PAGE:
Friday, June 3, 2011

Dun turned into spinner

Mayflies keep hatching on the river these days.  I often see the duns float past, and I enjoy watching them lift off the water's surface and fly for the trees. I posted about the mayflies hatching in my post titled, Fascinating Flotsam.  But there is more to the story as the duns aren't done transforming yet. When the mayflies' aquatic nymphs hatch, and the winged adult stage first emerges on the waters surface, they have one more molt to go to be fully mature.
  The mayfly there on the surface of the water is called a dun or a subimago.  This first winged stage has a layer of microscopic hairs to give it some extra buoyancy and waterproofing as it emerges from its former aquatic habitat.
  The duns fly from the water's surface to the trees or some other object like our riverside porch screen.  There they soon molt, leaving their exoskeletons behind.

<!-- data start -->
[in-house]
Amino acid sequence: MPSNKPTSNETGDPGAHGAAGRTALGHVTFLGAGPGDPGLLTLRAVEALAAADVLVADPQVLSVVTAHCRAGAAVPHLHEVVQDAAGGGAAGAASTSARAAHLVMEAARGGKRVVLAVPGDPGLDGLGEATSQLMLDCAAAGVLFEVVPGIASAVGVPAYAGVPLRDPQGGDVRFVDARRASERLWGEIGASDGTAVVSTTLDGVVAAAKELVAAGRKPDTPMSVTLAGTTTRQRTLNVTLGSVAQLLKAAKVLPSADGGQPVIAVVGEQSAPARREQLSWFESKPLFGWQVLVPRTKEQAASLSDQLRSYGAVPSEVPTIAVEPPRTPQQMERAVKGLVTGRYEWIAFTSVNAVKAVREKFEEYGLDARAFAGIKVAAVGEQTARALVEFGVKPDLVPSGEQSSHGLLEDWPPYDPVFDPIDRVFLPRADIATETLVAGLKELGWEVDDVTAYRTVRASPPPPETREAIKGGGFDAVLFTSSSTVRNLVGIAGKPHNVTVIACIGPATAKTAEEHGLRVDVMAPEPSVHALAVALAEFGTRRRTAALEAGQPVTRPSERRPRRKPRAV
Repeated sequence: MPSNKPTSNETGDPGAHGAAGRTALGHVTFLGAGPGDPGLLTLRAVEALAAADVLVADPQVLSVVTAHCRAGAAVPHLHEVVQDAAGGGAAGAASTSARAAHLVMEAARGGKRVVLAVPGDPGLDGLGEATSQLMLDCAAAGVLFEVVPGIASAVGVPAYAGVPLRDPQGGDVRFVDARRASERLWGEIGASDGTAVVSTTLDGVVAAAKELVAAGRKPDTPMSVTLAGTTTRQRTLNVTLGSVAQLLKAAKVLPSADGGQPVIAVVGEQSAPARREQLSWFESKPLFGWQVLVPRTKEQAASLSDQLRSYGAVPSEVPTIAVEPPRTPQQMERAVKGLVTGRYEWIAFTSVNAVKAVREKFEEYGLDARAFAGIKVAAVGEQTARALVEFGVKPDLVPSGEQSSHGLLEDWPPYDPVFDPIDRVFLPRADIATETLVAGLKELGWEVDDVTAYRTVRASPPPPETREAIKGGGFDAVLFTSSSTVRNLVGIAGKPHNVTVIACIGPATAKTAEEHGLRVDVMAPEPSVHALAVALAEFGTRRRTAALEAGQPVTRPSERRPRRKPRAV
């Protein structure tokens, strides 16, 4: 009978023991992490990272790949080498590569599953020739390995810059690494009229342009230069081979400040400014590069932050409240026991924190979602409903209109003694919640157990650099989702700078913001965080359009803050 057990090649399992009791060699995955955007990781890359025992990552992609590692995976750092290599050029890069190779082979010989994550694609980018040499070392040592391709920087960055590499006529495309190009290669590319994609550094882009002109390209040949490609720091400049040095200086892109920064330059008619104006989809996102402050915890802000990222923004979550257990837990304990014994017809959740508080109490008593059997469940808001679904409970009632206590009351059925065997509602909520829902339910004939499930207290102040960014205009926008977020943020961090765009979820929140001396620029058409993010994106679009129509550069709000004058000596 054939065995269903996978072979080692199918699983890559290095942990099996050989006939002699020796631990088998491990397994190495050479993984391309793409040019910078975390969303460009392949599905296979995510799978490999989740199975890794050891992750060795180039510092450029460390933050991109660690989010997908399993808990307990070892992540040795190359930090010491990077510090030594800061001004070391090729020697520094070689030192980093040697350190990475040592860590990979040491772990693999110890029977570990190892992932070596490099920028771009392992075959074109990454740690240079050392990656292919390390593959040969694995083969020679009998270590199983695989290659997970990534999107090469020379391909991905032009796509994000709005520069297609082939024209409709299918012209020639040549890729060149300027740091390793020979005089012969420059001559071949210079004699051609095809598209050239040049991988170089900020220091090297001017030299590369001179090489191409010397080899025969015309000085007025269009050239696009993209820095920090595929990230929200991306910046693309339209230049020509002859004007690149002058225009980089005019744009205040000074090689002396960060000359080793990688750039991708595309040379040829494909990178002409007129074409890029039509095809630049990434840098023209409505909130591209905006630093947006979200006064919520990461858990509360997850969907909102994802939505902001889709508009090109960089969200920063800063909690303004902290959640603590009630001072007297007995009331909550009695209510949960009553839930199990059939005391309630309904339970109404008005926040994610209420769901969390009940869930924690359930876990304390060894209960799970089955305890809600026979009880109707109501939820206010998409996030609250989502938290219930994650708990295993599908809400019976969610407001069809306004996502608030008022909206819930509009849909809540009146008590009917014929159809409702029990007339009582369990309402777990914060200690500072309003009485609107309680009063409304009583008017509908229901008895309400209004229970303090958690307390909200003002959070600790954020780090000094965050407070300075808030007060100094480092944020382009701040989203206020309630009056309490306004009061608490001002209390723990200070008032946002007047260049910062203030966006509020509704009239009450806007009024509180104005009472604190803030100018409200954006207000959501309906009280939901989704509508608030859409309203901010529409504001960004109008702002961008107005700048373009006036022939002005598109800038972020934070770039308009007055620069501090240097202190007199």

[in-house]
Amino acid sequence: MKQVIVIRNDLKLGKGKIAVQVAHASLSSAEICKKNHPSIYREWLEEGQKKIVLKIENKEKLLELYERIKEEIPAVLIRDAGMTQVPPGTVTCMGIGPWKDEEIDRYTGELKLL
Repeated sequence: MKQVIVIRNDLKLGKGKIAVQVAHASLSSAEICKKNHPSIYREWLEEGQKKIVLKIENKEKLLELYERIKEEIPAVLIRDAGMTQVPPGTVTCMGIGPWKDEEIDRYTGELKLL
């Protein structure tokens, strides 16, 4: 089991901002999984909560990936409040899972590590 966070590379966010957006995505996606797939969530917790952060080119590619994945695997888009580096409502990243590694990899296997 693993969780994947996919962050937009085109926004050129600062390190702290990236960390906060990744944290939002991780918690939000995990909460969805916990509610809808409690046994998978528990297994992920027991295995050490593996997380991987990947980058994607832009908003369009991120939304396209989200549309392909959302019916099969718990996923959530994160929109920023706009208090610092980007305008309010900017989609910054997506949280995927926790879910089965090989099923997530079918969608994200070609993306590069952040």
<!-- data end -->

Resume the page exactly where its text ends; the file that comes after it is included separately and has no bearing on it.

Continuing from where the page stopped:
The mayflies are now fully mature and in this second winged stage they are called spinners or imagos.  Pictured below is a spinner that just molted and is about ready to leave its exoskeleton hanging on the underside of a leaf as it heads out into the wide world.
 This world above the waters surface is full of dangers though.  There might not be hungry fish, but there are plenty of spider webs...
 ... and even spiders without webs
 There are also birds, moving vehicles, and even bug lights to add to the danger.
But judging by the fluttering over the river, there are plenty of mayflies to go around.

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